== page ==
• Using both membrane permeant (HBR-3,5DM) and non-permeant (HBRAA-3E) fluorogens that fluoresce upon binding to FAST, we demonstrated that fully functional FAST can be exposed at the cell surface and used to specifically tag the external side of the bacterial envelop in both diderm and monoderm bacteria. (pasteur.fr)
  • As the intrinsically disordered proteins bind with other proteins, they may change their shape, allowing them to then interact with different proteins, potentially creating a chronological sequence of interactions as proteins bind and then are cast off. (phys.org)
  • However, despite the interest to study the localisation of surface proteins such as adhesins, transporters or hydrolases, monitoring their dynamics in live imaging remains challenging, due to the limited availability of fluorescent probes remaining functional after secretion. (pasteur.fr)
  • Our work opens new avenues to study the organization and dynamics of the bacterial cell surface proteins. (pasteur.fr)
  • Pathogenic bacteria frequently express surface proteins with affinity for components of the mammalian extracellular matrix, i.e. collagens, laminin, fibronectin or proteoglycans. (nih.gov)
  • They are extracted from the envelope proteins of bacteria which are cultivated by the researchers in a lab. (ecnmag.com)
  • 3D structures of proteins with coordinated Mn 2+ ions from bacteria with low, average, and high genomic GC-content have been analyzed (149 PDB files were used). (hindawi.com)
  • In the group of proteins from GC-rich bacteria glutamic acid residues situated in alpha helices frequently coordinate Mn 2+ ions, probably, because of the decrease of Lys usage under the influence of mutational GC-pressure. (hindawi.com)
  • This domain is found in a variety of polyhedral organelle shell proteins (CcmK), including CsoS1A, CsoS1B and CsoS1C of Thiobacillus neapolitanus (Halothiobacillus neapolitanus) and their orthologs from other bacteria. (ebi.ac.uk)
  • Researchers at Inserm Unit 1073, "Nutrition, inflammation and dysfunction of the gut-brain axis" (Inserm/University of Rouen) have demonstrated the involvement of a protein produced by some intestinal bacteria that may be the source of these disorders. (eurekalert.org)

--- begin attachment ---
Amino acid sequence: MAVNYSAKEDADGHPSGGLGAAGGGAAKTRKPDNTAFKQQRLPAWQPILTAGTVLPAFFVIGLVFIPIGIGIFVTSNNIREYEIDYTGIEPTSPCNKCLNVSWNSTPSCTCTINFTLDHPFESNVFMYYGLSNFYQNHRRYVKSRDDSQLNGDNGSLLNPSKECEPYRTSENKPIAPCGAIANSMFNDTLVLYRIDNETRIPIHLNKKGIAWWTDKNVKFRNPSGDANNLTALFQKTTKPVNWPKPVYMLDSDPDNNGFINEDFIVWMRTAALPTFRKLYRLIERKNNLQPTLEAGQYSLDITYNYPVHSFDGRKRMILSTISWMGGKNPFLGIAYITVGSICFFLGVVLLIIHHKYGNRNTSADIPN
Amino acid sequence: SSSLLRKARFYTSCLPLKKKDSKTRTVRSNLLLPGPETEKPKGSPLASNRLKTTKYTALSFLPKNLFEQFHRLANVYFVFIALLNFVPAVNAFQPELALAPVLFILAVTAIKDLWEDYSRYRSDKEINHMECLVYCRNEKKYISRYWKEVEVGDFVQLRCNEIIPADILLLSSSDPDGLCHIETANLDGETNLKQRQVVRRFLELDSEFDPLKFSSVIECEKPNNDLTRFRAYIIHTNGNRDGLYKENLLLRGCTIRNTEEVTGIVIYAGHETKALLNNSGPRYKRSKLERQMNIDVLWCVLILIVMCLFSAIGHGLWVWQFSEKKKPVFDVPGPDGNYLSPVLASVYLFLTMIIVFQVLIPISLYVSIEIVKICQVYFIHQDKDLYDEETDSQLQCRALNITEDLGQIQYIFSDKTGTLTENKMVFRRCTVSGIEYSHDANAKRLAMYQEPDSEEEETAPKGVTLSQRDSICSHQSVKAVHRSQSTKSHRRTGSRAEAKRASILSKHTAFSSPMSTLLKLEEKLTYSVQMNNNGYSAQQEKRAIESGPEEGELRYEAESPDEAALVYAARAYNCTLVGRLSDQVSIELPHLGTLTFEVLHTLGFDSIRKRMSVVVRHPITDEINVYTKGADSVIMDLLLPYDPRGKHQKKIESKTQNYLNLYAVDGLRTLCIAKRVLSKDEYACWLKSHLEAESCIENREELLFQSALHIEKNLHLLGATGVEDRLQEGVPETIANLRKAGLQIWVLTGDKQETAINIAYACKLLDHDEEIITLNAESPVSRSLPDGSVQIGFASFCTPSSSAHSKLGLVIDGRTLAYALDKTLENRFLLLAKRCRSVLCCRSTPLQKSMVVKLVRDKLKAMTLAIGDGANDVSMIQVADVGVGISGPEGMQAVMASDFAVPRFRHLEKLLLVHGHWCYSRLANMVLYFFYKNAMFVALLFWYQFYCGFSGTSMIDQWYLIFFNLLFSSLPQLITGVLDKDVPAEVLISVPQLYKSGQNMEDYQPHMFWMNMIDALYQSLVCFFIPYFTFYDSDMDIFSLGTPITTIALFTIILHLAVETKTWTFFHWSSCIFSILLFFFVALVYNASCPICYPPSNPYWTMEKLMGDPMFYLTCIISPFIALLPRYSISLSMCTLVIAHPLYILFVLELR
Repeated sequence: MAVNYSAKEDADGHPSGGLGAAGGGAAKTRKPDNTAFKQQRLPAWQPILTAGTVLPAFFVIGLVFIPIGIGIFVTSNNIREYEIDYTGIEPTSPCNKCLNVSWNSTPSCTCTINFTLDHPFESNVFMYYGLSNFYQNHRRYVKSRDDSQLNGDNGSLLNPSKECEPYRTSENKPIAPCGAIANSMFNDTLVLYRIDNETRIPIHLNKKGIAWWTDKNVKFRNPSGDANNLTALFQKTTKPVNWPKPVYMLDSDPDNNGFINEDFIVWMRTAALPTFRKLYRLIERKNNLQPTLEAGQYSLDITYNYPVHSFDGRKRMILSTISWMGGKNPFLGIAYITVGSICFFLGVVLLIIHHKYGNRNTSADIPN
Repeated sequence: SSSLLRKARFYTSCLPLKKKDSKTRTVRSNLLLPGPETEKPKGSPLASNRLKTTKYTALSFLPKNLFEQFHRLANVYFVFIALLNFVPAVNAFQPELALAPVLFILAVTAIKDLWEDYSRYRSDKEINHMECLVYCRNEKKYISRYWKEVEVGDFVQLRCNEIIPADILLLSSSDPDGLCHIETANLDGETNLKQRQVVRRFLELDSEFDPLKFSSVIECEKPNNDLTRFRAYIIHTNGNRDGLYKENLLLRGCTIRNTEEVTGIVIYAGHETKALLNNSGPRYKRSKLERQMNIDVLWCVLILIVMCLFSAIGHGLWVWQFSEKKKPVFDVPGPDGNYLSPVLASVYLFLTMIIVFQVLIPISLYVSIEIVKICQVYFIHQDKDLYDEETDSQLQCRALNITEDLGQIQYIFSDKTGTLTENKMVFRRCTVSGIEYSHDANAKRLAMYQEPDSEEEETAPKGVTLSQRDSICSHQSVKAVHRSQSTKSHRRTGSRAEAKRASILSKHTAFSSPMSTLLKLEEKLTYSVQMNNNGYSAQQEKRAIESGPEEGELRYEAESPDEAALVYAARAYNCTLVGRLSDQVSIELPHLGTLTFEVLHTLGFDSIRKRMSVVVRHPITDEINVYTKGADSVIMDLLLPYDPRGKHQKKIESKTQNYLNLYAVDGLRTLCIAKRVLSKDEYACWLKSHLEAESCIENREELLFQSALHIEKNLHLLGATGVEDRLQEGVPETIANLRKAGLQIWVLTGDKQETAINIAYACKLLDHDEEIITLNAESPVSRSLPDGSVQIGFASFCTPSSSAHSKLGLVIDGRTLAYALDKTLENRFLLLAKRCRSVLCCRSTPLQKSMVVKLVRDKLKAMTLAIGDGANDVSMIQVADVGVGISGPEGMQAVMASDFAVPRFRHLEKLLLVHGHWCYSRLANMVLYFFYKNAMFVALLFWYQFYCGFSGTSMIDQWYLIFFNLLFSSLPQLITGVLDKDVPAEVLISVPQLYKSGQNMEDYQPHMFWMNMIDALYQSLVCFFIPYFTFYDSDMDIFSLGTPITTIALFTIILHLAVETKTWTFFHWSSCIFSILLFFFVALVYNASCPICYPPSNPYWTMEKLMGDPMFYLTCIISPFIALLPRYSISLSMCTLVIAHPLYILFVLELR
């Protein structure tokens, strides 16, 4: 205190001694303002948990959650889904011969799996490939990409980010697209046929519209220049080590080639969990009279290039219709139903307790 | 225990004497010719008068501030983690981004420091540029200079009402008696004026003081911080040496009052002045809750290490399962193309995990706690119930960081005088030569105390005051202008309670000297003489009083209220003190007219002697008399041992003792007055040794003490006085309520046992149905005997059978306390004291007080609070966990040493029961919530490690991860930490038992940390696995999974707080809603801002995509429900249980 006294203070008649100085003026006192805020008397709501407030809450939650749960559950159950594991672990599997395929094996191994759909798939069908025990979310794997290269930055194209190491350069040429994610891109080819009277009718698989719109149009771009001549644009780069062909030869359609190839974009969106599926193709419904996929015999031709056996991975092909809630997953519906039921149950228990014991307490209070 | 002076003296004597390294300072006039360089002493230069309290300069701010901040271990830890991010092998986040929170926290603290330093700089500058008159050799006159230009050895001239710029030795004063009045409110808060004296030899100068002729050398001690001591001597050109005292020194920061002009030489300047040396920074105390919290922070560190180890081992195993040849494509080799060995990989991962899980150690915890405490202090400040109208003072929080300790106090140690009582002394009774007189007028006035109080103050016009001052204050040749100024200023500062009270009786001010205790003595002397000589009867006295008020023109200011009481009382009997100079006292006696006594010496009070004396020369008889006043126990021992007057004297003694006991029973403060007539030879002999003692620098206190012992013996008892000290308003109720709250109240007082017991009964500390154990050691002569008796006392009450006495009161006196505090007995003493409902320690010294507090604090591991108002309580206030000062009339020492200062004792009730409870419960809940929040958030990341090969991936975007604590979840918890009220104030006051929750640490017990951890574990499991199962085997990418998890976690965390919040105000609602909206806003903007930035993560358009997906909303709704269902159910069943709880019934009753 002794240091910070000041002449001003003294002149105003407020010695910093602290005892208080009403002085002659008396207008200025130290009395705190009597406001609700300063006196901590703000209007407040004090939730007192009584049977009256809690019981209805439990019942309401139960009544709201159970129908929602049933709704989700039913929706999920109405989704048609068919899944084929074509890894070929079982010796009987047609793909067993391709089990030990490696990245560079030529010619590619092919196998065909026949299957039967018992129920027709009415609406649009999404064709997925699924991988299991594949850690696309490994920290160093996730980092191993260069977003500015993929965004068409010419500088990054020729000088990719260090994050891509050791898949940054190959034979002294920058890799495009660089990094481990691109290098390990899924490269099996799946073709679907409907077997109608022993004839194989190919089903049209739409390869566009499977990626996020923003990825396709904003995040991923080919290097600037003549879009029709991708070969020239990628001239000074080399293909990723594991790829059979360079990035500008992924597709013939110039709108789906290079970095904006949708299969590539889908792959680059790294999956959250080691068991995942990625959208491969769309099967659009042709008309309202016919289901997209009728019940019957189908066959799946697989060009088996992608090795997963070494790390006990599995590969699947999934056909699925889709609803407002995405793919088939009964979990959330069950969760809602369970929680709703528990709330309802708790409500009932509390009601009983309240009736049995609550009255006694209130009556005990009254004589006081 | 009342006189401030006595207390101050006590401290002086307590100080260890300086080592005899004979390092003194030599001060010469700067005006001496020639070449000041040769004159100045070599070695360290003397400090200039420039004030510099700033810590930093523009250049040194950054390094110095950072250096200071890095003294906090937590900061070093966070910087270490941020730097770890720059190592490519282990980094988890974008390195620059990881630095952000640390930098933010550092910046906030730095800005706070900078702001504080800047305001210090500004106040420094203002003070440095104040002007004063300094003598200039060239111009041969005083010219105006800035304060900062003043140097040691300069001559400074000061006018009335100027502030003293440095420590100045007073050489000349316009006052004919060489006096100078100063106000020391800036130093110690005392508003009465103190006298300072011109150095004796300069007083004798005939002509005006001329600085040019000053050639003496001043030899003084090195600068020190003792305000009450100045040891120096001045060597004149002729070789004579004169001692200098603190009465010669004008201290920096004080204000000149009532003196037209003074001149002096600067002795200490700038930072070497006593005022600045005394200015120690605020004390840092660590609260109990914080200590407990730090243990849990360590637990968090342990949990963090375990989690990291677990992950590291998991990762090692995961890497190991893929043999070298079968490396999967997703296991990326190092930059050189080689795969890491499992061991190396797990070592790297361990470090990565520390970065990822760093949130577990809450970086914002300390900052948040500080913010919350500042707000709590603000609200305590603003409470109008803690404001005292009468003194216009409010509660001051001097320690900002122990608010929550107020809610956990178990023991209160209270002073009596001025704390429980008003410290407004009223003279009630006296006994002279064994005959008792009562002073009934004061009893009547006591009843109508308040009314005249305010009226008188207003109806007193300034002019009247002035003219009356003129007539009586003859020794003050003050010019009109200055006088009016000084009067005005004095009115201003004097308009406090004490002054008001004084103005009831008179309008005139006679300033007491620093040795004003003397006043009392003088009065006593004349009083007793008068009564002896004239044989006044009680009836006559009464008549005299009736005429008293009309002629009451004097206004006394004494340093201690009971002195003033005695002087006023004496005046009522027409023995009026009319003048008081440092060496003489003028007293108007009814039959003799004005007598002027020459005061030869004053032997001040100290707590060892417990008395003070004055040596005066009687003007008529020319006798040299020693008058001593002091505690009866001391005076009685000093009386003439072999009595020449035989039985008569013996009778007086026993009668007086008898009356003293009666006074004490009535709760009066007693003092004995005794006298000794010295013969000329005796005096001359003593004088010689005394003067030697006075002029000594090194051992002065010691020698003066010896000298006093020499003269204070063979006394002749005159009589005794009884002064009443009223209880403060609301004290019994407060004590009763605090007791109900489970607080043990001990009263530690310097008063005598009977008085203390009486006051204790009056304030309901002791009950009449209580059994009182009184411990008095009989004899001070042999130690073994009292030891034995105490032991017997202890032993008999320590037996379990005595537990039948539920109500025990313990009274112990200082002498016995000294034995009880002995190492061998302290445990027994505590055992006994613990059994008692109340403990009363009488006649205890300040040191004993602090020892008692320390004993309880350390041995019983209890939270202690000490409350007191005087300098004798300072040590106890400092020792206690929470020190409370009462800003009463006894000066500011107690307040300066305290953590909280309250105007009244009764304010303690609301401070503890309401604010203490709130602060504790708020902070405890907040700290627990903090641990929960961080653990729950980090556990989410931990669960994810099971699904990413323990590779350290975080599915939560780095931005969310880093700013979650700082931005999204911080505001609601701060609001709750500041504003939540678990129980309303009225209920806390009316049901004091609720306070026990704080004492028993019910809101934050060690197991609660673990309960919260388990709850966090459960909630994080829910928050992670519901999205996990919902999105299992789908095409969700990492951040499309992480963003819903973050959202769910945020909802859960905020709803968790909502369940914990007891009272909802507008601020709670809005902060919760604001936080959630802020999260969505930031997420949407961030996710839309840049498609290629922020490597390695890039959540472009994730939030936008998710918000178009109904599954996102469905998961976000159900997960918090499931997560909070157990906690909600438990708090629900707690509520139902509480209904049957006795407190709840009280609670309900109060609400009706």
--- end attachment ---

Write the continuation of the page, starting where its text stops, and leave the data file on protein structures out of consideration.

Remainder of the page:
• This protein (ClpB) is produced by certain bacteria, such as Escherichia coli, which are naturally present in the intestinal flora. (eurekalert.org)
  • Bacterial toxins are involved in the pathogenesis of many bacteria, some of which are responsible for severe diseases in human and animals, but can also be used as tools in cell biology to dissect cellular processes or used as therapeutic agents. (elsevier.com)
  • Expansins are wall-loosening proteins that are universal in the plant kingdom and are also found in a small set of phylogenetically diverse bacteria, fungi, and other organisms, most of which colonize plant surfaces. (springer.com)
  • GroEL and additional proteins from insect bacteria probably are delivered to plants through insect saliva and contribute to shaping plant-insect interactions. (redorbit.com)
  • Engineers have shown that a protein vital to the ability of certain bacteria to break down cellulose, one of the most widespread biochemical processes on earth, speeds up the process by corralling enzymes together and ushering them into action. (rochester.edu)
  • Pound for pound, certain bacteria are the real giants of the cellulose-degradation world: They can be 50 times as effective at breaking down cellulose per protein base, says Wu, associate professor of chemical engineering and microbiology and immunology at the University of Rochester. (rochester.edu)
  • Proteins are an important part of all living organisms, and bacteria are no exception. (wisegeek.com)
  • Thanks to the fact that many bacteria are easy to culture in the laboratory, a great deal of research on bacterial proteins has been performed with the goal of learning more about specific proteins and their functions. (wisegeek.com)
  • Understanding bacterial proteins is important both because bacteria play a very active role in human health, and because the information can be extrapolated to gather more data about the proteins associated with larger organisms, including humans. (wisegeek.com)
  • Over time, many bacteria have evolved to produce proteins which target particular locations on human and animal cells. (wisegeek.com)
  • Understanding which proteins are involved in the structure of particular bacteria can help researchers develop medications which identify and target a particular bacterial protein, allowing the researchers to create antibacterial drugs which target specific organisms. (wisegeek.com)
  • Some bacteria produce proteins which have a deleterious effect on the human body. (wisegeek.com)
  • A bacterial protein can be toxic, causing illness or death in an organism which has been infected by the bacteria, and bacterial proteins can also bind with specific proteins in the body to cause a variety of symptoms. (wisegeek.com)
  • AvrPtoB s function is remarkable not only because its amino acid sequence is so different from other ubiquitin ligases, but also because bacteria don t use ubiquitin to recycle their own proteins. (innovations-report.com)
  • Bacterial ice-nucleation proteins is a family of proteins that enable Gram-negative bacteria to promote nucleation of ice at relatively high temperatures (above -5C). (wikipedia.org)